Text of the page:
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. Last Updated: 07/27/2016

TV Sampling: A Contested Art

It is said that under communism, when television producers wanted to judge the popularity of televisions programs, they would simply count the number of fan letters that had been received in the mail. At that time, when the advertising market was nonexistent and television ratings ranked low in importance for TV executives, this rather unscientific method served as the Soviet alternative to the Nielsen ratings.

In sophisticated markets, advertisers pore over ratings figures -- broken down by age, gender and income group -- in planning their advertising campaigns. The ratings also largely define what television stations can charge for showing commercials.

Since 1992, Russia has made rapid moves toward such sophistication. Spurred by advertisers who want information about television viewing trends, three companies -- ComCon 2, Russian Research, and the Public Opinion Foundation -- have emerged to provide regular analysis of the Russian television market.

In most European countries and the United States, the existence of three firms competing with one another over television ratings is virtually unheard of. According to Nicholas North, director of Russian Research, in most European countries there is one company that carries out research into television viewing habits. The television companies get together, he said, and decide upon the information they would like to have collected. Then they contract out with one company that conducts the analysis. In the United States the main system is Nielsen, while in Britain the company is AGB.

In Russia, each of the three companies uses a different methodology, which complicates life for an advertising manager who is trying to get an accurate and consistent picture of television viewing patterns. Industry experts say that ComCon 2 and Russian Research are beginning to produce similar results, but this is not always the case. (See Charts).

Both Russian Research and ComCon 2 say they use Gallup-style, Western data collection techniques. Since its inception in 1992, Russian Research has employed a respondent pool of 2,800 individuals in European Russia. This involves making sure the demographic split of the test group -- that is to say, the percentages of women, men, well-off and working-class viewers in the sample -- equal the percentages of those in the population. Each individual keeps a daily dairy that keeps tracks of the programs watched in terms of 15-minute segments of viewing.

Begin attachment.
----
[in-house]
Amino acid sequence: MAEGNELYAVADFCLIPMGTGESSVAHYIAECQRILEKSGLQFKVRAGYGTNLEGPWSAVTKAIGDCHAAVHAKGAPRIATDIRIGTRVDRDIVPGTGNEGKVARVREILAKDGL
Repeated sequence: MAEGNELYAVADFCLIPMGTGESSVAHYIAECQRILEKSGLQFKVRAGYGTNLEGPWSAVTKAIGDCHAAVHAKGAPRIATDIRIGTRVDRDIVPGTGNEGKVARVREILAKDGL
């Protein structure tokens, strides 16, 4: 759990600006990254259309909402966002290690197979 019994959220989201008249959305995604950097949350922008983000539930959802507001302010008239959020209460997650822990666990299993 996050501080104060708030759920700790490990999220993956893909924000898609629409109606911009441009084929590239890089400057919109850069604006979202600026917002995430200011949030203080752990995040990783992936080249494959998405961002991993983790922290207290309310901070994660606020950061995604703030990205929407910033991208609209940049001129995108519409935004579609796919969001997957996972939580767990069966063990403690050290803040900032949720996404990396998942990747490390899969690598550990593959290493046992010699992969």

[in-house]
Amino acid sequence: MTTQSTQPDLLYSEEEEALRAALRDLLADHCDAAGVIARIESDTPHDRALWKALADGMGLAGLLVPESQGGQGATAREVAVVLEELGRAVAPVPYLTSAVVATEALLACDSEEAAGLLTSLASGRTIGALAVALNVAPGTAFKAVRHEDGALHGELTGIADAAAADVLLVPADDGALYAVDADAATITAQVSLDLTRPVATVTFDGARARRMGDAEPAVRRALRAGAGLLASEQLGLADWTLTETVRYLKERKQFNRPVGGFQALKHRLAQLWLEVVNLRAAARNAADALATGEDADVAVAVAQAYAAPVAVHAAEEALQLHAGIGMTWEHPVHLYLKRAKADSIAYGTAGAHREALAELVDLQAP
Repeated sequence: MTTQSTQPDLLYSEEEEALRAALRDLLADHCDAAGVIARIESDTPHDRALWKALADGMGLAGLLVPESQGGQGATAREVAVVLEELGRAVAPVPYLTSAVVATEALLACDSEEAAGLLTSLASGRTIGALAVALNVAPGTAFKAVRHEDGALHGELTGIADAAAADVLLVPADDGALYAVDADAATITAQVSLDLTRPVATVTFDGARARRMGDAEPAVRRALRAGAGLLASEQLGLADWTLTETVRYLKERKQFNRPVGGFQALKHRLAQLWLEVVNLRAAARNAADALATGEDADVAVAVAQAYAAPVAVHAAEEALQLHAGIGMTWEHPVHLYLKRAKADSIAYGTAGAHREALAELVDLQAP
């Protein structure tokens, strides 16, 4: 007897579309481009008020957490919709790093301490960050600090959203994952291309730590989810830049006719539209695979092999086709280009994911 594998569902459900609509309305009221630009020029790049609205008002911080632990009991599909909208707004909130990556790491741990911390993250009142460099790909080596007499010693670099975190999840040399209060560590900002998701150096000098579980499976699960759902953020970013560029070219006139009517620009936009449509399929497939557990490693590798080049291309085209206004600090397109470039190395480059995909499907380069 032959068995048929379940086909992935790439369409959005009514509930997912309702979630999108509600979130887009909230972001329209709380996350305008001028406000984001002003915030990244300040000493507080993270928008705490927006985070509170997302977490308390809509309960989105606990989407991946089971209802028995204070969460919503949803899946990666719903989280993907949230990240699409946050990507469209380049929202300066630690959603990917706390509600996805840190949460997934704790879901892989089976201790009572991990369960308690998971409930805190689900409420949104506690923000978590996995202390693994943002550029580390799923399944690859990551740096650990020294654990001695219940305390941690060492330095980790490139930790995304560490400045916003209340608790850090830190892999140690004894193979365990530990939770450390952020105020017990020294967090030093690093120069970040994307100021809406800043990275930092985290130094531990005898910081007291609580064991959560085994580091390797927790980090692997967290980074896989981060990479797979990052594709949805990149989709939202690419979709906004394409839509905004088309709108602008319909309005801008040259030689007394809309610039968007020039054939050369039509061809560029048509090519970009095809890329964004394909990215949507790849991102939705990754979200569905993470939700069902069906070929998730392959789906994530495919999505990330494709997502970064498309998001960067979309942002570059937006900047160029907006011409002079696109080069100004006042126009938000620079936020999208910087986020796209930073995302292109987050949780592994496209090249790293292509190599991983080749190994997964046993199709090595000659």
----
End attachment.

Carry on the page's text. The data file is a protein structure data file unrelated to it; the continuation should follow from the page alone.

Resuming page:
At ComCon 2, the sample pool consists of 1,600 individuals spread across Russia, says Vladimir Shipkov, media director at the company. Before October 1995, ComCon 2 conducted its research by telephone, which industry experts say is a less reliable method of data collection. But since October, ComCon 2 has begun to use the daily dairy method. The company distributes "family diaries," one for each television in the household, which are journals divided into 15-minute segments. At Russian Research, on the other hand, "individual diaries" are used, assigned to each person in the family rather than to the family as a whole. Says ComCon 2's Shipkov, "Our method avoids the problem of two separate diaries indicating that the same set was tuned into two different channels at the same time."

Of the three, the Public Opinion Foundation uses the most non-standard information gathering methods. Instead of using 15-minute diaries it employs a "program" which includes a list of the television shows to be aired that day. The respondent marks the program according to hourly blocks. Unlike at ComCon and Russian Research, where the daily diaries are collected about once a week, at the Public Opinion Foundation, "interviewers" visit the respondents' homes every day to collect the programs.